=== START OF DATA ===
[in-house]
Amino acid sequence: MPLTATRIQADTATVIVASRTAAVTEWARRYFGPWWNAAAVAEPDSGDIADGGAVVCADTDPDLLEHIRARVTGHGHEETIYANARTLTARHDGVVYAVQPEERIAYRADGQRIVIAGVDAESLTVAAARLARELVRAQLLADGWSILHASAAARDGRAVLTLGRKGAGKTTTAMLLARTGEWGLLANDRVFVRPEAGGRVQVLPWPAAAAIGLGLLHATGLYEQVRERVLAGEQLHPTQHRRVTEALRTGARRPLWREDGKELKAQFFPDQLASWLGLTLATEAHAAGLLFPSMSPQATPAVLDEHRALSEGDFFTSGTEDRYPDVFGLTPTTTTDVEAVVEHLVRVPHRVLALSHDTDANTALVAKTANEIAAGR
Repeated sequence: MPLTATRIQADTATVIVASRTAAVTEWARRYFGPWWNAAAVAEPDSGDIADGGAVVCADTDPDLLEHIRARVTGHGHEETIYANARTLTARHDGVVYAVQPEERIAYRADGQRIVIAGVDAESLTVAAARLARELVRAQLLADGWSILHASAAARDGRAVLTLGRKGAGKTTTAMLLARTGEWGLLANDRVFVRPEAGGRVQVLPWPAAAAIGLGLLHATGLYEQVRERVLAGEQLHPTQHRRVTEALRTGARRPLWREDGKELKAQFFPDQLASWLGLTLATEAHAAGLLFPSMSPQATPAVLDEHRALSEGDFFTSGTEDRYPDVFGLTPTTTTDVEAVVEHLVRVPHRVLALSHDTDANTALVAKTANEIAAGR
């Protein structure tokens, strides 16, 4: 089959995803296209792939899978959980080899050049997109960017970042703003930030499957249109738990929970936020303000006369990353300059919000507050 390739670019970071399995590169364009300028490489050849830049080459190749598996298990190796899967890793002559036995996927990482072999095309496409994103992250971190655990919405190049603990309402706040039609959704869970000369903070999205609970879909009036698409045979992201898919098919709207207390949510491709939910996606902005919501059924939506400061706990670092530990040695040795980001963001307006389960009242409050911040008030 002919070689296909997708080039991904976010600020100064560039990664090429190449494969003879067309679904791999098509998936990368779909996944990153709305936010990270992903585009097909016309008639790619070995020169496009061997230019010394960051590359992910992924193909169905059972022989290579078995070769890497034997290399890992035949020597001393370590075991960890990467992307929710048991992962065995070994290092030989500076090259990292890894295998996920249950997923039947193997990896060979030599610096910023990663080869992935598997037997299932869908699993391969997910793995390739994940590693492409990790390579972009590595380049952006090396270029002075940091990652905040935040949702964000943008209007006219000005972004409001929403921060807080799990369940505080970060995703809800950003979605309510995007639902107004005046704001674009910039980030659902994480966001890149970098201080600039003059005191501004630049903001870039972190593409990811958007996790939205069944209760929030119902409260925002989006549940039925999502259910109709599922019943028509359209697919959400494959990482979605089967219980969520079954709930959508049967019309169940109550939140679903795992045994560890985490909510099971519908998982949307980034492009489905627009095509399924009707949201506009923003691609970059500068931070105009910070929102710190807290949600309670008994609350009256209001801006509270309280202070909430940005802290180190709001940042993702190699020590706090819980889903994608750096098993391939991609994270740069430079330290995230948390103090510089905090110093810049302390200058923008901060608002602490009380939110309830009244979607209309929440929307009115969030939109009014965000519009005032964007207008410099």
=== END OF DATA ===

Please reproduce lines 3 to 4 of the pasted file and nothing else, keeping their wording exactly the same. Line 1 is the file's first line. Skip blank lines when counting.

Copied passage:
Repeated sequence: MPLTATRIQADTATVIVASRTAAVTEWARRYFGPWWNAAAVAEPDSGDIADGGAVVCADTDPDLLEHIRARVTGHGHEETIYANARTLTARHDGVVYAVQPEERIAYRADGQRIVIAGVDAESLTVAAARLARELVRAQLLADGWSILHASAAARDGRAVLTLGRKGAGKTTTAMLLARTGEWGLLANDRVFVRPEAGGRVQVLPWPAAAAIGLGLLHATGLYEQVRERVLAGEQLHPTQHRRVTEALRTGARRPLWREDGKELKAQFFPDQLASWLGLTLATEAHAAGLLFPSMSPQATPAVLDEHRALSEGDFFTSGTEDRYPDVFGLTPTTTTDVEAVVEHLVRVPHRVLALSHDTDANTALVAKTANEIAAGR
């Protein structure tokens, strides 16, 4: 089959995803296209792939899978959980080899050049997109960017970042703003930030499957249109738990929970936020303000006369990353300059919000507050 390739670019970071399995590169364009300028490489050849830049080459190749598996298990190796899967890793002559036995996927990482072999095309496409994103992250971190655990919405190049603990309402706040039609959704869970000369903070999205609970879909009036698409045979992201898919098919709207207390949510491709939910996606902005919501059924939506400061706990670092530990040695040795980001963001307006389960009242409050911040008030 002919070689296909997708080039991904976010600020100064560039990664090429190449494969003879067309679904791999098509998936990368779909996944990153709305936010990270992903585009097909016309008639790619070995020169496009061997230019010394960051590359992910992924193909169905059972022989290579078995070769890497034997290399890992035949020597001393370590075991960890990467992307929710048991992962065995070994290092030989500076090259990292890894295998996920249950997923039947193997990896060979030599610096910023990663080869992935598997037997299932869908699993391969997910793995390739994940590693492409990790390579972009590595380049952006090396270029002075940091990652905040935040949702964000943008209007006219000005972004409001929403921060807080799990369940505080970060995703809800950003979605309510995007639902107004005046704001674009910039980030659902994480966001890149970098201080600039003059005191501004630049903001870039972190593409990811958007996790939205069944209760929030119902409260925002989006549940039925999502259910109709599922019943028509359209697919959400494959990482979605089967219980969520079954709930959508049967019309169940109550939140679903795992045994560890985490909510099971519908998982949307980034492009489905627009095509399924009707949201506009923003691609970059500068931070105009910070929102710190807290949600309670008994609350009256209001801006509270309280202070909430940005802290180190709001940042993702190699020590706090819980889903994608750096098993391939991609994270740069430079330290995230948390103090510089905090110093810049302390200058923008901060608002602490009380939110309830009244979607209309929440929307009115969030939109009014965000519009005032964007207008410099």